This will not only show them that you see them as more than just another cog in their machine, but that you care. It will also give you a better idea of how they may fit into the environment at your business.      

Understand Why Employees Leave  

Employees leave for a multitude of reasons – some reasons are outside your control, but many you have the power of changing. Fraser and Haas look at seven questions employees are asking themselves about how satisfied they are with their job. These questions include:  

  • Do you know me?  
  • Do you understand what is important to me?  
  • What can you do to help develop my skills?  
  • When do you think I am worth a raise?  
  • Do you care about what I think?  
  • Can you appreciate my effort?  
  • Am I respected?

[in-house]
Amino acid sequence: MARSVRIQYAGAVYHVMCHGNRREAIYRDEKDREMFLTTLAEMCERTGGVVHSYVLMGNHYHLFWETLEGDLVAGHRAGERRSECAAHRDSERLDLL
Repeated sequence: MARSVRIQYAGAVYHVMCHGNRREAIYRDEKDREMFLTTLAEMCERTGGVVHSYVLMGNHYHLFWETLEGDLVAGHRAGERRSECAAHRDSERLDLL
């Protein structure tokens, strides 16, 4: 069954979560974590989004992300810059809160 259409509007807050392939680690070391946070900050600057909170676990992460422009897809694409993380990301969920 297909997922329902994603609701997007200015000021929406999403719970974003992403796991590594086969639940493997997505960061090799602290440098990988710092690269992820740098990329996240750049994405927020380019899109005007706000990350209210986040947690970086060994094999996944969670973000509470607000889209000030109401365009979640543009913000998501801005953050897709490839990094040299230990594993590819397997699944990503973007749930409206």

Communication is a huge part of helping your employees answer those questions. If you’re saying thank you to your employees, they know they’re appreciated. If you do reviews with your employees and talk about training to continue developing their skills or discuss when/what they need to do to earn a raise, then they know you’re invested in keeping them around, Fraser notes.  

Haas explains that what makes these questions so important is that “if they don’t know the answer to those questions, then where do they find the answers or what assumptions might they make? Maybe they feel like, ‘I guess I'm not appreciated here. It's time for me to start looking for a place I'll be appreciated.’” 

A good rule of thumb for understanding if your employees are happy is just to observe them, Fraser notes. You can see a lot in a person’s mood. Are they interested in their work? Do they seem happy? Or frustrated and stressed out? Are they openly talking with you? Know how to spot the warning signs an employee may be unhappy and could be looking for work elsewhere.